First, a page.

Jim Malanos: Also for the Stadium Authority, a principle at Baker Young Corporation, real estate brokerage and management consultants. Helped Rich Fitzgerald with his visioning process. A significant supporter of Luke Ravenstahl and his past allies, and a supporter of Jack Wagner during the primary. Gave $2,500 to Peduto thereafter. The first individual on this list to throw a deal of political money around locally.

More to come…


  1. Shawn Carter

    Structural engineers can legally sign off on building plans. When people wish to save buildings in very bad shape, when the City decides to demolish those buildings, a structural engineer is required to certify to a judge that the building can be saved.

    Architects design buildings and draw up those blueprint-thingys.

    You’re not serious in your belief that the Department of Buildings mightn’t be better off with one of those two types of professionals as its Superintendent who is certified as a building code officer, are you?

    Efficiency, web-based permitting, aggressive stance on blight (well, as aggressive as property rights in this state allows aside) are all stretches to the first and primary responsibility of BBI (Formerly the Department of Buildings): Make sure that buildings don’t fail structurally, leading to the loss of life and limb.

    Next you’ll tell us that Public Works should hire urban planners to inspect bridges. Sheesh

    1. MH

      Maybe I spend way too much time in Oakland, but I don’t see why an aggressive stance on blight is secondary.

      1. Shawn Carter

        How much blight can be attributed to owners we can locate and enforce the laws against?

        The solution to blight is aggressive management, because I don’t know how effective it is to cite decedent owners of blighted properties.

        Then again, the biggest slum property owner in the City has simply refused to maintain its proliferating stockpile of these properties for lack of concern about the impactbof blight upon communities.

        Aggressive blight remediation costs money — $20M/yr.

        How much do we care?

      2. Bram Reichbaumbramr101 Post author

        Shawn, that’s why things like Act 47, a debt load correction strategy, and nonprofit sector participation are inextricably linked to the provision of essential city services like building code enforcement.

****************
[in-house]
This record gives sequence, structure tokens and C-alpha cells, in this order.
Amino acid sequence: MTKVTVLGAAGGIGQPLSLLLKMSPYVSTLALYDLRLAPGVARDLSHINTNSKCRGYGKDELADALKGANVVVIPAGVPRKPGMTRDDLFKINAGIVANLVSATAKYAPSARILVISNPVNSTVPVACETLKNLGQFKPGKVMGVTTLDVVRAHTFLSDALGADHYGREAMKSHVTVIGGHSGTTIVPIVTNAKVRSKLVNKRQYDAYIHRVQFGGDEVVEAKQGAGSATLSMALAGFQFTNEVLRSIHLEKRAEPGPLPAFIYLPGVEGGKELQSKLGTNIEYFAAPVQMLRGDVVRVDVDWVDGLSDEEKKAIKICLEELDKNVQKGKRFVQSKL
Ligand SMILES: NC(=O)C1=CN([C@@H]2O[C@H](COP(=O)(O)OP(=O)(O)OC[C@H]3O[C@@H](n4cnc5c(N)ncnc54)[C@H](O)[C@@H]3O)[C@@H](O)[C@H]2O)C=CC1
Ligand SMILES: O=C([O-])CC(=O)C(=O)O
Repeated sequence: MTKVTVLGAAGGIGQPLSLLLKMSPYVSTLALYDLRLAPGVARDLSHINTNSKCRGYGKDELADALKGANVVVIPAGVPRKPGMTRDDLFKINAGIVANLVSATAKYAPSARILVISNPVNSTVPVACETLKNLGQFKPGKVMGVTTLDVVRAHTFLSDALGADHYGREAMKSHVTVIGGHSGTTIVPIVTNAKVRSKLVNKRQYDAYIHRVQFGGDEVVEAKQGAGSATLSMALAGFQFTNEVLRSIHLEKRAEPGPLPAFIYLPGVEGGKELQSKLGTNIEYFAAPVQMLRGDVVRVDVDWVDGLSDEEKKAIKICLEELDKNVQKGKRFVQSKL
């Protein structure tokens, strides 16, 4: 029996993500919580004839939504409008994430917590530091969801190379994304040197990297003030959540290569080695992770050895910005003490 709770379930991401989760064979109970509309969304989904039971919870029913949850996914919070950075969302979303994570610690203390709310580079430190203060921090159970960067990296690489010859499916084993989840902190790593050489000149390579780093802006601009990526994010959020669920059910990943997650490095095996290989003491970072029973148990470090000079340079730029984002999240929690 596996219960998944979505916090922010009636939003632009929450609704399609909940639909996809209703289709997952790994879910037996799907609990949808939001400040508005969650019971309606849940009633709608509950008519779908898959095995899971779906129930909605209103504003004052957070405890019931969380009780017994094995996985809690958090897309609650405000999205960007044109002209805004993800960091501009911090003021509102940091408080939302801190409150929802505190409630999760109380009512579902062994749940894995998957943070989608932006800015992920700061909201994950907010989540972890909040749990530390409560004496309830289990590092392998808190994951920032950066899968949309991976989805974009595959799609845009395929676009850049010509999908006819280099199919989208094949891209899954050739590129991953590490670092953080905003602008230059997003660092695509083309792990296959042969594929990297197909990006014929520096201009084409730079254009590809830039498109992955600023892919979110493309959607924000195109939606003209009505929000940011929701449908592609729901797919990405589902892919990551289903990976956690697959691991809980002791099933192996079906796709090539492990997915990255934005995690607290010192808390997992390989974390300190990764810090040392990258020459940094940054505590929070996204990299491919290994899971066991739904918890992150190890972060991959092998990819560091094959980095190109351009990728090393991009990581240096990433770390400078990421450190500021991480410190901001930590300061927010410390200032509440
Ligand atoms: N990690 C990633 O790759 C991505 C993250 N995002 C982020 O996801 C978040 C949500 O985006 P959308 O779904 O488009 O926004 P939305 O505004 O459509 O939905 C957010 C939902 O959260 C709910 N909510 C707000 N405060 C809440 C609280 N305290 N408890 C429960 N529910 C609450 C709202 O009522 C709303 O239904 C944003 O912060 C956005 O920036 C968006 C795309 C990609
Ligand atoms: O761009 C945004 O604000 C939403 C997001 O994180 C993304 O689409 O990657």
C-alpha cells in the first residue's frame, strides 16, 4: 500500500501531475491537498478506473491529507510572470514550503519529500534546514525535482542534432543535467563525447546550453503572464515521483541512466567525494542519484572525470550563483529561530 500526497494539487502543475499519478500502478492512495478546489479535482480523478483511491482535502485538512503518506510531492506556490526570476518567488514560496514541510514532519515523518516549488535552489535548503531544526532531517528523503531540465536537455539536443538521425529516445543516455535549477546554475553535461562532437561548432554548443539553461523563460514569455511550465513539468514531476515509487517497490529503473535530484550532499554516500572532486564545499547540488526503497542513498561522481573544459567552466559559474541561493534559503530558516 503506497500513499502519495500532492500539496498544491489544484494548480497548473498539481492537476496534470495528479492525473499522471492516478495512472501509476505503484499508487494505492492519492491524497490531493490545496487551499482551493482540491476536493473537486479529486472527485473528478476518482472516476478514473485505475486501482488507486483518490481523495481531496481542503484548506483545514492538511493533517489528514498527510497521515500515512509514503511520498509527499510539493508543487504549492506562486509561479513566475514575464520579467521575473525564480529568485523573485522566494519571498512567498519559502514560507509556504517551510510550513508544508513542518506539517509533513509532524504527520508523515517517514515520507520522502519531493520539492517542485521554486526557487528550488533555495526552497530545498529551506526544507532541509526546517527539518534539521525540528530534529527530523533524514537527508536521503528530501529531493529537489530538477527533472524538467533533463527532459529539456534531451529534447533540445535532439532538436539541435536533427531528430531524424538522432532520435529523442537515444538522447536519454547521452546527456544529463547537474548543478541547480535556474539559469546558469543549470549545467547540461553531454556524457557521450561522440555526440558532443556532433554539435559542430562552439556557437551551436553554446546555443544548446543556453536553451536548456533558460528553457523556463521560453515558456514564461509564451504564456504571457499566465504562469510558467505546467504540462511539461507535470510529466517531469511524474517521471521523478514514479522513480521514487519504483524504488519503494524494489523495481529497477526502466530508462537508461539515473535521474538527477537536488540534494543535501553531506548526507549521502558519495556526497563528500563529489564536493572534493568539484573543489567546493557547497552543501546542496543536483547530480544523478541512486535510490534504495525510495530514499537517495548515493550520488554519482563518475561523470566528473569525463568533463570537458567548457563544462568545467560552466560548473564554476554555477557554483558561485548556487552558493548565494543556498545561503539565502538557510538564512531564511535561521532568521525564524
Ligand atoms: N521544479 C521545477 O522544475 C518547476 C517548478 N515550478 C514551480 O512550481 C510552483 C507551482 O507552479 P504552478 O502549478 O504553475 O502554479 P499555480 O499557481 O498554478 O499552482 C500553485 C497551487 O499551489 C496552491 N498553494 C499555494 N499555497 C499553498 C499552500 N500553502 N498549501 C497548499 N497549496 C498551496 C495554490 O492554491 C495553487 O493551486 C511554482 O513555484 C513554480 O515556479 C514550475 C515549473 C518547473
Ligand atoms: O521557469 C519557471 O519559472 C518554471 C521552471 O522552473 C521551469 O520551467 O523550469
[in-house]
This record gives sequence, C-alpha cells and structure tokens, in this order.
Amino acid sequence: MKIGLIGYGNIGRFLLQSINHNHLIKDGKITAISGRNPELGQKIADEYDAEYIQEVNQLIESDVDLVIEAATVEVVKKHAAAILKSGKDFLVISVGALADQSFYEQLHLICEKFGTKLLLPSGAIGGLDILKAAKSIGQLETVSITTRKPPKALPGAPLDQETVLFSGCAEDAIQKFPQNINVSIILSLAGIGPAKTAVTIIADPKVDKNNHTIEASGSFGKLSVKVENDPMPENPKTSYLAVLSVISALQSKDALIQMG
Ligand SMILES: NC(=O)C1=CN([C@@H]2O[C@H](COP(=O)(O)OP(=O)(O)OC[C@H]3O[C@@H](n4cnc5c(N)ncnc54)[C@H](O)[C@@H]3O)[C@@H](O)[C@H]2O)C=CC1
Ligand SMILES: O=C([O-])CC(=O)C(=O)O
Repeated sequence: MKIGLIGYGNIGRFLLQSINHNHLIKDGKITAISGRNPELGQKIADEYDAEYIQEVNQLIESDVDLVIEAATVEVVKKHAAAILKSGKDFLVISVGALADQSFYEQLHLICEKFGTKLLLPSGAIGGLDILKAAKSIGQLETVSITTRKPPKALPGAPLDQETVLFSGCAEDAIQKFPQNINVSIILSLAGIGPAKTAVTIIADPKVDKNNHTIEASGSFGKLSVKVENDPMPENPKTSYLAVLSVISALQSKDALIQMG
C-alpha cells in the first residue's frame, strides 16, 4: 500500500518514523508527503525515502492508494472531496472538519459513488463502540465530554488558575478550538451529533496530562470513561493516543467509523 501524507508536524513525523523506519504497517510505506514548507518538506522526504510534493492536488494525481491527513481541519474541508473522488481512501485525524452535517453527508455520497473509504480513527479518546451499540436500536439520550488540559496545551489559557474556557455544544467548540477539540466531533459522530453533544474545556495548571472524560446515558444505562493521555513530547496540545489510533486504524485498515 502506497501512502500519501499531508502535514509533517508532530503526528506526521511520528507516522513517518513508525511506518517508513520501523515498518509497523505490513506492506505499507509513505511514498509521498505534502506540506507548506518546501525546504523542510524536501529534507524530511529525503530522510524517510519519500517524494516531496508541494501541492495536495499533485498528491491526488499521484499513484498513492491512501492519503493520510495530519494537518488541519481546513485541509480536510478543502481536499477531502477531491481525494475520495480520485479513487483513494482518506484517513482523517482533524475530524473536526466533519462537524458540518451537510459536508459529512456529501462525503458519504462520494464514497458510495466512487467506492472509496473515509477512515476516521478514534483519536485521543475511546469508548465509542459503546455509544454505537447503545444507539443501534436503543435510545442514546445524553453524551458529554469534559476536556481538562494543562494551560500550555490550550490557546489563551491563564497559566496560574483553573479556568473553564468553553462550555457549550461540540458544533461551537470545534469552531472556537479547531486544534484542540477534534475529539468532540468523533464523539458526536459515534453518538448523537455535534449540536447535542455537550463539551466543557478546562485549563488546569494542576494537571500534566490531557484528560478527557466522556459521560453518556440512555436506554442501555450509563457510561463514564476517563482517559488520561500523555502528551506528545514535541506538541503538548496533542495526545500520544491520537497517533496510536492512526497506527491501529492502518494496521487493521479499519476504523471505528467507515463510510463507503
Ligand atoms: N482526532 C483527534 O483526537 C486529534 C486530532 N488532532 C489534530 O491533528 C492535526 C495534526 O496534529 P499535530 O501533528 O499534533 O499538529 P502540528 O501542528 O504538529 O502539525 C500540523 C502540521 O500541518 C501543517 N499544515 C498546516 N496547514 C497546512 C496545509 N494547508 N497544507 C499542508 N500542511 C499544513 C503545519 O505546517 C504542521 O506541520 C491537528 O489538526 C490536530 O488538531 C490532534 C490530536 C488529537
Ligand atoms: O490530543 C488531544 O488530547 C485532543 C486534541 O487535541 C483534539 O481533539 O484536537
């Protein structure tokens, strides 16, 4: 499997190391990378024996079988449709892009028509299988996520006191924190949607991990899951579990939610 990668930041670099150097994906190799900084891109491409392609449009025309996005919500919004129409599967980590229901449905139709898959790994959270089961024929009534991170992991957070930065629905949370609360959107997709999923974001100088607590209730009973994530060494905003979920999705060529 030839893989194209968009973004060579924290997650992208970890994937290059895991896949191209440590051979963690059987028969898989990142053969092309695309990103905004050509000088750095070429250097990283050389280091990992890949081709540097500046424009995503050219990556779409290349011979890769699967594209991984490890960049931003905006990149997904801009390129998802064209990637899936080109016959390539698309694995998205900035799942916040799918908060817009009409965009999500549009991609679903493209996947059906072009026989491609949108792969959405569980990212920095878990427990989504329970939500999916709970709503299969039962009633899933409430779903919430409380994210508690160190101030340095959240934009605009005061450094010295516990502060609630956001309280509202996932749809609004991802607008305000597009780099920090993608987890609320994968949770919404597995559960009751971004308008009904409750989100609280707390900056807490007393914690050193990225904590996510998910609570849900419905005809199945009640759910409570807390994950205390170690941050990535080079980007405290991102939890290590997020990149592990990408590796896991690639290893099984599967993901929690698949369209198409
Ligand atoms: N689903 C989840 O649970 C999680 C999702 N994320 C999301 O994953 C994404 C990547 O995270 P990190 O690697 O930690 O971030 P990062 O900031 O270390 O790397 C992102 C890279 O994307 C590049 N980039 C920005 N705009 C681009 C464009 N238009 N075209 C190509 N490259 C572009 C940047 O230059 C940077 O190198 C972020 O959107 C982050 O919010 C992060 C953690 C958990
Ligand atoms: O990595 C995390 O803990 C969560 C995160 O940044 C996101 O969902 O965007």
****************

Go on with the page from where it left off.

2. Bram Reichbaumbramr101 Post author

      I bet she’ll earn more than the legally required number of votes for confirmation. From everything we know about BBI, they don’t lack for knowledgeable building inspectors, they lack sorely for efficiency in management and the capacity to complete a sufficient caseload. This selection seems geared to address these deficiencies. Of course it would behoove her to pass that exam.

      1. Shawn Carter

        Is saying she WILL be confirmed the same as saying it is appropriate to do so?

        When did “progressives” adopt such policies? They sure didn’t used to talk like that.

      2. Bram Reichbaumbramr101 Post author

        “Talking like that” is necessary when there is a legitimate judgement call, and not when something is just beyond the pale. You may be accustomed to a lot of highly luminous pale.

  2. Steve French

    Did you intentionally leave out O’Connor’s ALCOSAN appointment, or just not get to it yet? I suppose city council appointees could be dismissed as placeholders, but I think there is some rhyme and/or reason: O’Connor recently took over the chair of the Four Mile Run Working Group (tons of ALCOSAN money is going to be spent upgrading The Run, which O’Connor represents, and further up in the watershed); Gross appointed to PWSA means another Green-friendly–or at least Peduto-friendly–board member in a water-related slot; and Gilman goes to SEA, just because Bill likes the Pens. The EPA consent decree’s multi-billion dollar storm/sewer upgrade is the biggest ticket development item in the city and county’s future. Great to see Bill putting environmentally friendly folks in charge, as he said he would. And getting back to the ALCOSAN board, what a refreshing change from current crusty politicos like Readshaw, Weinstein and Jack Shea.

    1. Bram Reichbaumbramr101 Post author

      I’m pretty sure I’m going to skip the Councilmanic appointments, since its a given one needs to go on each board anyway… but thanks very much for the perspective. I hope Gilman is on the SEA to both assist the Pens’ objectives AND put them in their place wrt ours.

  3. Anonymous

    So council positions on boards. Will their be musical chairs? Will the Rev. Ricky play or will he be glued to his seat in Housing? What about Ferlo? I seem to be interest in who’s on the way out.